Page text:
Best Evidence Summary for Managing Menopause

by | May 23, 2015 | Research Topics

Menopause means that a woman is at the end of her child-bearing days. A woman has reached menopause when they have not had a period (menstruation or monthly bleeding) for at least a year. This usually can be at any age between 45 and 55 ¹

Indigenous women are less likely to seek treatment for menopause than non-Indigenous women, but little is known about the different cultural groups’ experiences of this stage of life². It is important to check locally about the best way to talk about menopause with Indigenous women.

Why worry about Menopause?
Menopause is a natural part of getting older. But some women can have changes that cause other health worries and can affect their relationships with partners and other family. According to the Jean Hailes Foundation, when women get closer to menopause …they might experience some of physical and emotional symptoms such as:

  • hot flushes and night sweats
  • aches and pains
  • a feeling of crawling under the skin or itching
  • headaches
  • a dry vagina (can make sex uncomfortable)
  • have less interest or desire for sex (reduced libido)
  • needing to wee (urinate) more often
  • tiredness
  • irritability (feeling cranky)
  • depression (feeling sad all the time)
  • trouble sleeping
  • not feeling good about themselves
  • forgetfulness (having trouble remembering some things)
  • Not all women will experience menopause symptoms : For every 5 women
    • will have NO menopause symptoms
    • women will have MILD symptoms
    • woman will suffer SEVERE symptoms

Who is at risk for these problems?
Women who:

  • are overweight
  • smoke – these women may reach menopause 4 years sooner, have more hot flushes & increase their risk of gettinglung cancer, heart disease or osteoporosis (weak bones)

What can practitioners do?

Talk to women about:

  • eating a healthy diet – ‘women who are overweight can have more hot flushes than those with a healthy weight’ and are at greater risk of heart disease.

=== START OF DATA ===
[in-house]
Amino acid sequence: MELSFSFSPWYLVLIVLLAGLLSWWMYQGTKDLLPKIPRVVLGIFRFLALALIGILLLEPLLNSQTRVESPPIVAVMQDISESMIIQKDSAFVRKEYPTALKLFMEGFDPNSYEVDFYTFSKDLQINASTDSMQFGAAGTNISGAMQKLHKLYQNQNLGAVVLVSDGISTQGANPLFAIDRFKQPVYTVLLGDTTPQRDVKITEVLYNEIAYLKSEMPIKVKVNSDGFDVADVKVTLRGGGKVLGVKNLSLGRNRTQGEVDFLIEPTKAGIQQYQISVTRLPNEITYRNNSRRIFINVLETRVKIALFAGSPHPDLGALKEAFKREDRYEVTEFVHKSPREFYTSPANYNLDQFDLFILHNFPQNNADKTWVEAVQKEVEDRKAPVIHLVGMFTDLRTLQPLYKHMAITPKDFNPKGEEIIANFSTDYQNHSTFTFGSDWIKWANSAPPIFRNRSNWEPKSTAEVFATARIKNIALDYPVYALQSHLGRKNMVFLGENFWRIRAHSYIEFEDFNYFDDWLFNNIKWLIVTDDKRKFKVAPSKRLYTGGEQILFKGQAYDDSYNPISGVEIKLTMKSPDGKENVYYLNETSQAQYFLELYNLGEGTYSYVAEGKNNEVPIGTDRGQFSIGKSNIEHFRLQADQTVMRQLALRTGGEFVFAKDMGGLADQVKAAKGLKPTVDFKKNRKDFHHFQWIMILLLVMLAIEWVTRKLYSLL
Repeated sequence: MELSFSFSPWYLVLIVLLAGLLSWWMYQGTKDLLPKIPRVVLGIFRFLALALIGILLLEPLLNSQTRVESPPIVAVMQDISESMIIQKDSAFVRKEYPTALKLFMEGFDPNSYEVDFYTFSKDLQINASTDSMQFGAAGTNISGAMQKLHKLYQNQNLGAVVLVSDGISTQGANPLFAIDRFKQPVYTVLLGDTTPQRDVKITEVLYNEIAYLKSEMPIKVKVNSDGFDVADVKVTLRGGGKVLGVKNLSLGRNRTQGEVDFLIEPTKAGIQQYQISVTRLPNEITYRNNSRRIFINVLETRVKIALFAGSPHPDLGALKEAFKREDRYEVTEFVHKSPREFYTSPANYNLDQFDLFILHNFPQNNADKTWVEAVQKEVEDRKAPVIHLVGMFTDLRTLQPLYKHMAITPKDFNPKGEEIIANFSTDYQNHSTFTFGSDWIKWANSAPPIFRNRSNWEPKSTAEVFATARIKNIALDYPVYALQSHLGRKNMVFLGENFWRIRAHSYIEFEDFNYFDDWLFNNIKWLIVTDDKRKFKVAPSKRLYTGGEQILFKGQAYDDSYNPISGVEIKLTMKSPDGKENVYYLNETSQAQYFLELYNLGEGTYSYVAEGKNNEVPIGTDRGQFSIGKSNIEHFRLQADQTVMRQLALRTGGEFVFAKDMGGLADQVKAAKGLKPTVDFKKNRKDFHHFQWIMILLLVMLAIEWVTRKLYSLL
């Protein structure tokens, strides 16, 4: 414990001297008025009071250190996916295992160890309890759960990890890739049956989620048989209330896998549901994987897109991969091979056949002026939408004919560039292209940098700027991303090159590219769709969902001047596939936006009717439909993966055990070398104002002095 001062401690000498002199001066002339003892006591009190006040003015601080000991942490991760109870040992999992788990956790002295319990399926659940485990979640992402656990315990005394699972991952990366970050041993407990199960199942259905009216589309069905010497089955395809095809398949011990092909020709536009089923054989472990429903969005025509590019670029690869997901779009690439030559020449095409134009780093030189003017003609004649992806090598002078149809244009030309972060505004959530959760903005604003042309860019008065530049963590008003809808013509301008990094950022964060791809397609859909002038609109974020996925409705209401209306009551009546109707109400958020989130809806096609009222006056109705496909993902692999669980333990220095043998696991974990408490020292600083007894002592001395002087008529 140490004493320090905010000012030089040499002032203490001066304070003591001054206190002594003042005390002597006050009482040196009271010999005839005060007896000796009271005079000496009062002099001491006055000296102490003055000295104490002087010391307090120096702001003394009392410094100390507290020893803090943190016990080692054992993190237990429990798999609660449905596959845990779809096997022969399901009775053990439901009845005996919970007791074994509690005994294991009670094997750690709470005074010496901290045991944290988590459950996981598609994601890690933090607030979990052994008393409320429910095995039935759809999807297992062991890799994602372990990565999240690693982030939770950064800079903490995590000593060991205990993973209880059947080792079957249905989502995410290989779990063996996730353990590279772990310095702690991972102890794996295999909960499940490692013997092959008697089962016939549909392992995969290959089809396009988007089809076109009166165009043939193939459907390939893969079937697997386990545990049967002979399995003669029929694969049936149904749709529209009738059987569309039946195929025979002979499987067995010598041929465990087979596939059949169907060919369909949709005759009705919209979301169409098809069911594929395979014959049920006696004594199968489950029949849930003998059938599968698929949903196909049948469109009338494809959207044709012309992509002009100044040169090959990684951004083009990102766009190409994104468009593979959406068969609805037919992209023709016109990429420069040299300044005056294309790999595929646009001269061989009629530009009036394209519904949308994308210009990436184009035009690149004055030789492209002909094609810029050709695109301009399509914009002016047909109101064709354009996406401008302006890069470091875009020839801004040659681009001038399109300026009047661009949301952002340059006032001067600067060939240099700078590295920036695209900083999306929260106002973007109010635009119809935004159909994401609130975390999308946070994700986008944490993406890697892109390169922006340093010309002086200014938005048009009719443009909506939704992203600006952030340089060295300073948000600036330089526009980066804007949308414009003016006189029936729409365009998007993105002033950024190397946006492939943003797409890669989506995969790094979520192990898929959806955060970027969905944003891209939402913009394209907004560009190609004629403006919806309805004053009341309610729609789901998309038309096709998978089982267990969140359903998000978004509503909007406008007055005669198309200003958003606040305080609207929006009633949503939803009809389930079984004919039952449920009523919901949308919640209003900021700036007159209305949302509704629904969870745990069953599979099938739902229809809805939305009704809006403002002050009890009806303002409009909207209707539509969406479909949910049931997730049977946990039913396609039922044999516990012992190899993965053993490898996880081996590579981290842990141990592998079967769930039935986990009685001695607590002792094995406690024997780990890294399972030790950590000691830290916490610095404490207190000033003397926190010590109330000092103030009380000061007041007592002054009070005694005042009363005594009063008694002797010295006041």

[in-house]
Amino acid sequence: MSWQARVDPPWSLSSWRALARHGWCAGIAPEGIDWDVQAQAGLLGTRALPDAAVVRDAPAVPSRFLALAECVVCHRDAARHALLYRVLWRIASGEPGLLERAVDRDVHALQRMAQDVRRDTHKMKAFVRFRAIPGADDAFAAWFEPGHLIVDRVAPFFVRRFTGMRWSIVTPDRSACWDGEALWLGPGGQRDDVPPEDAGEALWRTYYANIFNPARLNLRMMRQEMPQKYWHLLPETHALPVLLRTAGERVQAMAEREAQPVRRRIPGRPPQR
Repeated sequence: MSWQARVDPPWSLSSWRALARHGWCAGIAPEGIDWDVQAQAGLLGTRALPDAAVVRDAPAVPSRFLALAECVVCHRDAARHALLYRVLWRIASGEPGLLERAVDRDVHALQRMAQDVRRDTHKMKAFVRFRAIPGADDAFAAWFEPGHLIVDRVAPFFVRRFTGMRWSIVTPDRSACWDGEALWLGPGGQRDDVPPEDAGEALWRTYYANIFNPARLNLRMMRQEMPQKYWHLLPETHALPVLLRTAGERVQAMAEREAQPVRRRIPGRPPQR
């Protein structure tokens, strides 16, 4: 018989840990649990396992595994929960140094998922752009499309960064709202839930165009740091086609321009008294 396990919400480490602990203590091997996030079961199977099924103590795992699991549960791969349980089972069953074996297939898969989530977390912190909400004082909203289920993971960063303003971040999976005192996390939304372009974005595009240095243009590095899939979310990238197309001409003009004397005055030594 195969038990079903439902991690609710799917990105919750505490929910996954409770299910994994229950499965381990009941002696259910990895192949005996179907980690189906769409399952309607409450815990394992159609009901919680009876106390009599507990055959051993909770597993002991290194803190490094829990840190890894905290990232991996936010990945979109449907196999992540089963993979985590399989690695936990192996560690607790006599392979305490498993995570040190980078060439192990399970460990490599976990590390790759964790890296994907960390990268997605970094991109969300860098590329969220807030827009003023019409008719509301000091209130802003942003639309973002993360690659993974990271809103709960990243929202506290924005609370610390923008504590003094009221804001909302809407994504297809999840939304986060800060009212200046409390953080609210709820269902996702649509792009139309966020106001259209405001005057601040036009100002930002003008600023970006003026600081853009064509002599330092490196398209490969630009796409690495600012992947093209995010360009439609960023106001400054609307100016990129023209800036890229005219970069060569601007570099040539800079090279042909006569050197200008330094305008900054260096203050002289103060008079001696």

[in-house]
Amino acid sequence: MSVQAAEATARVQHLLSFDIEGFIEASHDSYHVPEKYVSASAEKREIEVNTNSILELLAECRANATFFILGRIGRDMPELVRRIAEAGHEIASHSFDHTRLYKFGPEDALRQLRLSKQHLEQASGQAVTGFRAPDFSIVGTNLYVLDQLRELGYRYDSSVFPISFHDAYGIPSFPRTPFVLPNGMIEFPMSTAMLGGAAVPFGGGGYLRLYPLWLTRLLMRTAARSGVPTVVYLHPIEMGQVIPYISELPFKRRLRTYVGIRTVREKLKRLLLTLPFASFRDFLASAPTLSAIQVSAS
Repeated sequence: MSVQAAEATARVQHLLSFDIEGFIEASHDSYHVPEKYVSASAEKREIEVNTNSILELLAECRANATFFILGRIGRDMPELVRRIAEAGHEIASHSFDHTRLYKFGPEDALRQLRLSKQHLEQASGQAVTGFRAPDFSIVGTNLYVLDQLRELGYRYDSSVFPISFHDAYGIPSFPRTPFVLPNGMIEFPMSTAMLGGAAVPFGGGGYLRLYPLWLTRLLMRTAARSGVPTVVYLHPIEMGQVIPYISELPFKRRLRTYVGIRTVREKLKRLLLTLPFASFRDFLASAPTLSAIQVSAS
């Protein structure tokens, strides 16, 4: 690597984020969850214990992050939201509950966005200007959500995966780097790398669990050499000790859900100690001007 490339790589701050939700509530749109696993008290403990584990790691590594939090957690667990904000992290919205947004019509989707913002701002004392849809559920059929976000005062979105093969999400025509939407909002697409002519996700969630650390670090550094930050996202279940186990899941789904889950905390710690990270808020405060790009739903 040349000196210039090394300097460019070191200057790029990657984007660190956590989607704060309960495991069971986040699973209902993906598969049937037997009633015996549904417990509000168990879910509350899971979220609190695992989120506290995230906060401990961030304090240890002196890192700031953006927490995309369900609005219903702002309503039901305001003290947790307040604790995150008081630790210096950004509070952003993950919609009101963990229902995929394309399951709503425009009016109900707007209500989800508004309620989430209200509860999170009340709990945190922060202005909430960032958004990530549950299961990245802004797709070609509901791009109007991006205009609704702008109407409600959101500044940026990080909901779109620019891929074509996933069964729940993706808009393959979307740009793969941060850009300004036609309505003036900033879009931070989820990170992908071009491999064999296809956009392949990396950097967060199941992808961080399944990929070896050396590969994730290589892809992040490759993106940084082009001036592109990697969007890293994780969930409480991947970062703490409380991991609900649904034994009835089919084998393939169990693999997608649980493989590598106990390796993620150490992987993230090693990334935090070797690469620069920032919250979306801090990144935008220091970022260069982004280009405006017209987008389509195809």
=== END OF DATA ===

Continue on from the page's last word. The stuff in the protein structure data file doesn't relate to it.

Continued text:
• drinking six to eight glasses of water each day, cutting down on caffeine drinks (coffee, tea, cola, chocolate) and alcohol– these can cause hot flushes
  • having more high calcium, low –fat dairy foods to help with healthy bones
  • encouraging 30 minutes of physical activity, such as walking most days
  • ways to manage hot flushes, such as using fans, water sprays, cool drinks and clothing
  • help to stop smoking
  • mood changes – this can affect relationships & whole families if women are having trouble sleeping due to hot flushes, night sweats and feeling irritable. Some women will have serious changes in mood such as depression. Talk about getting extra help from a counsellor or psychologist if worried.
  • medication options that can help with symptoms. Refer to a doctor or other appropriate health professional for management.
  • whether or not they still should use contraception. Women can still get pregnant until they are fully through menopause.
  • the need to still have regular pap smears until the age of 70 and to get checked by a doctor if there is any bleeding after menopause.
  • the need to check breasts regularly, have breast screening every two years after age 50 and contact a doctor or suitable health professional if any changes are found at any time.
  • whether partners and family members might like some information to help understand what is happening for women who are going through menopause.¹

The key message from the evidence is that:
Menopause is a natural part of life, but the effect on women can vary from mild to serious health problems.
It is important to help Indigenous women talk about and manage their menopausal symptoms and provide appropriate health promotion and social support ².


References

1. ¹Jean Hailes for Women’s Health (2015) Managing menopause. Retrieved 5th May 2015 from http://www.managingmenopause.org.au
2. ² Jones, E., Jurgenson, J., Katzenellenbogan, J. & Thompson, S. Menopause and the influence of culture: another gap for Indigenous Australian women? Jones et al. BMC Women’s Health 2012, 12:43 http://www.biomedcentral.com/1472-6874/12/43

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